3 ways NHL, NHLPA can make it up to us

No hard feelings, right?I am glad that NHL hockey is back. However, what leaves a bad taste in my mouth is that the League and the Players’ Association were basically fighting over my money.

Not just my money–but your money too. The money of everyone and anyone who goes to a game, watches a game on TV, wears a jersey or even buys a pack of hockey cards.

The more I think of that, the more I am appalled.

Thus, both the NHL and the NHLPA should make it up to us, the fans. Without us, do you think Alex Ovechkin would make $8 million per year? He’d make far less in a sport like lacrosse or Arena League football, where the fan base and revenue streams are both lower.

True, some fans will remain bitter and never watch the NHL again, while others will eventually come around. But some fans will go away for a while. To begin the healing process,  the NHL and the NHLPA need to give back to fans in the following three ways:

1. Reduce ticket prices for season ticket holders during this “half season”
tICKETUsually, season ticket holders pay for their tickets–or at least put a deposit down–over the summer. I am not sure what teams, if any, refunded money to ticketholders during the lockout, but they probably strung fans along, hanging onto their money and earning interest on it while fans got nothing in return. Even though it cuts into their revenue, teams should discount the price of tickets for the season ticket holders who patiently waited. Season ticket holders are the main stream of revenue for a hockey team, so teams would¬† be wise to endear themselves to these deep-pocketed fans.

2. Make NHL Center Ice free during this “half season”
NHL Center IceOver the past 4 seasons, I’ve grown to love the Center Ice package, where I get every NHL game that is broadcast (not counting local Blackhawks’ games). It has made me more of an overall fan of the NHL. But the price has slowly crept up, from roughly $150 in 2008 to just over $170 in 2011. No doubt, the NHL will pro-rate that cost for the 2012-13 “half season”–but why not make it free for us repeat subscribers? At this point, I could easily live life “just” watching Blackhawks games on my local channels, and not bury myself in front of the TV every single night to watch hockey. The NHL should “give” me what I’ve allegedly been missing this year, in hopes that I plunk down my $170 next year.

3. Give a hockey stick and jersey to every kid under 10
Bruins_JerseyIn order for the NHL to increase its revenue, it has to increase its fan base. Why not “grow” some new fans by giving a jersey and hockey stick to every kid they can? Little kids don’t care about the lockout, and putting a stick in their hands or a jersey on their back could make them a fan for life. The NHL might not win back some of its old fans, so they should try to start developing some new ones. Both the NHL and the NHLPA should shoulder the cost on this one, as it would be an expensive endeavor with no short-term benefit. But who knows–some of these kids might be old enough to buy tickets by the time the next lockout rolls around.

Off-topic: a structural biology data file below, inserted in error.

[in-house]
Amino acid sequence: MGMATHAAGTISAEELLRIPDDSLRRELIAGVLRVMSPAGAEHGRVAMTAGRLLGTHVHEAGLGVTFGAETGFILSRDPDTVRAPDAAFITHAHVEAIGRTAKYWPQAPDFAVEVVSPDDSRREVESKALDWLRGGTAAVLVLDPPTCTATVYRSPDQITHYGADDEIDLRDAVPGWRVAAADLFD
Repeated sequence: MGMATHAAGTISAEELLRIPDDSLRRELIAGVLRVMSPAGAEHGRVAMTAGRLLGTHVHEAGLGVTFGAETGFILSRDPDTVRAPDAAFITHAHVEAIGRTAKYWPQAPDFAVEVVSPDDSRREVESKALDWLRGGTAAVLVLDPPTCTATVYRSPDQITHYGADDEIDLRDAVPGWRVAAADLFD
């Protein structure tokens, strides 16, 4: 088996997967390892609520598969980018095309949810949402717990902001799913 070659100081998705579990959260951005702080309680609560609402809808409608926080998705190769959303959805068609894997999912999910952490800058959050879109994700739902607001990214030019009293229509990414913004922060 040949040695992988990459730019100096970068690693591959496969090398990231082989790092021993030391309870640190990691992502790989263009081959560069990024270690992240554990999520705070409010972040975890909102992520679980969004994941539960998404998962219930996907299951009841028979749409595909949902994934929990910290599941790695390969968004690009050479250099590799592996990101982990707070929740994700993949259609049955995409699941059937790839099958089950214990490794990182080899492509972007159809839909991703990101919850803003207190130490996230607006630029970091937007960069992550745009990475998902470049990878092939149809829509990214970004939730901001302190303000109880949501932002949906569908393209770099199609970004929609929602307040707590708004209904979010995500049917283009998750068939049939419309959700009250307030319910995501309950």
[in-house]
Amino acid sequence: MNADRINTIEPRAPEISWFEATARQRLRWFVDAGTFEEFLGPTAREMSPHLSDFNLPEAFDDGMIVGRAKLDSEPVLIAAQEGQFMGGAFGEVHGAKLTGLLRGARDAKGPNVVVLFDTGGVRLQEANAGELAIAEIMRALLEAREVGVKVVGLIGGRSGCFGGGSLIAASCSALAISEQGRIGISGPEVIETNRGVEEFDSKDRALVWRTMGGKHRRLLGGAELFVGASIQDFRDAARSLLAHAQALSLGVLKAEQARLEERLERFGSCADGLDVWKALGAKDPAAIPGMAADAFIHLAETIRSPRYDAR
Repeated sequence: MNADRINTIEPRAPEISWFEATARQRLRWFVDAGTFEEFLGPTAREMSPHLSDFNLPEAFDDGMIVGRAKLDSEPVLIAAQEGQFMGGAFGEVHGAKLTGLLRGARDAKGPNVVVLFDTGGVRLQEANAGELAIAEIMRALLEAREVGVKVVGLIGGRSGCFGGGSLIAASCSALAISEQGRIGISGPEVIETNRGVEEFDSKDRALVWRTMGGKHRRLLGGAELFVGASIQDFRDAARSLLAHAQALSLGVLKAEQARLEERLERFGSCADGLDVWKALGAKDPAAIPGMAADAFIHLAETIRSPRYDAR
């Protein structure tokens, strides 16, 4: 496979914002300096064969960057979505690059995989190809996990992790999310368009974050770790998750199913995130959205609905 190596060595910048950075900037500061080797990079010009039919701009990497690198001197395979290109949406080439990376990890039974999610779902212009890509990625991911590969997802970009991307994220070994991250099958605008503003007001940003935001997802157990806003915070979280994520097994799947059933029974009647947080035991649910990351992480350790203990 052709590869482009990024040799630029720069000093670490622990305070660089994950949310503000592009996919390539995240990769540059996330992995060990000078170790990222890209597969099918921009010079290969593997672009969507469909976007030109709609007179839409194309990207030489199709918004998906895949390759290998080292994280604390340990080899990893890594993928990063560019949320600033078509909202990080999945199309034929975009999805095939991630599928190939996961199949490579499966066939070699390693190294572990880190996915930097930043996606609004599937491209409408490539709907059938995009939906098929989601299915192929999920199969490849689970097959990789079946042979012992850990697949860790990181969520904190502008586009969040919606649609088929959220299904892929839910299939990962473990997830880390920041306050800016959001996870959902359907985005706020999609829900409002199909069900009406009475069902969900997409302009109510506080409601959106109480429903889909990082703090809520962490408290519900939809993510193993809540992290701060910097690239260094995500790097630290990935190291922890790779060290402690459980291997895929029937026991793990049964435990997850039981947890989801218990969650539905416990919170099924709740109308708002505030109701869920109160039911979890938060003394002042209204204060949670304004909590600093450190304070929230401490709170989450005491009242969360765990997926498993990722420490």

All three ways of giving back to the fans is a money-losing proposition for the league and its players. Reducing ticket prices this season for season ticket holders and giving Center Ice away for free this season to repeat subscribers would just add to the financial loss from the lockout. And giving a hockey stick and/or jersey to the future generation would cut into that already-reduced revenue for 2012-13.

But at the same time, it would elevate fans to the status of partner. The NHL and the NHLPA cannot thrive without us. Both entities know it. Now it is time for them to show it.

mm

Author: Sal Barry

Sal Barry is the editor and webmaster of Puck Junk. He is a freelance hockey writer, college professor and terrible hockey player. Follow him on Twitter @puckjunk

4 thoughts on “3 ways NHL, NHLPA can make it up to us”

  1. Couldn’t agree more, especially about the Centre Ice idea. It would also serve as goodwill towards all of the corporate sponsors who would enjoy the fact the NHL would make an upfront and clear attempt to give their advertisements more viewership. This mentality would easily lead to further bridges being built in the corporate community and with it higher revenues for both the league, teams and the players themselves.
    That said, I think what they are doing over here in Ottawa is a step in the right direction. After pleading with fans to come back, owner Eugene Melnyk has decided to let children under14 come in for free. Personally I think they should have been allowing children under 10 come in for free for years as that is the best way to build a lifelong brand loyalty and fanbase. Not to mention how it further allows a young family (anyone with children under 10 is usually a young family) to be able to afford taking their children to a couple games a year. What kid doesn’t have fond memories of their fathers taking them to a big league game as a child???

    1. That is a nice thing for the Ottawa Senators to do. Good point about a “young family”–if the kids are under 10, the parents are usually younger and less affluent.

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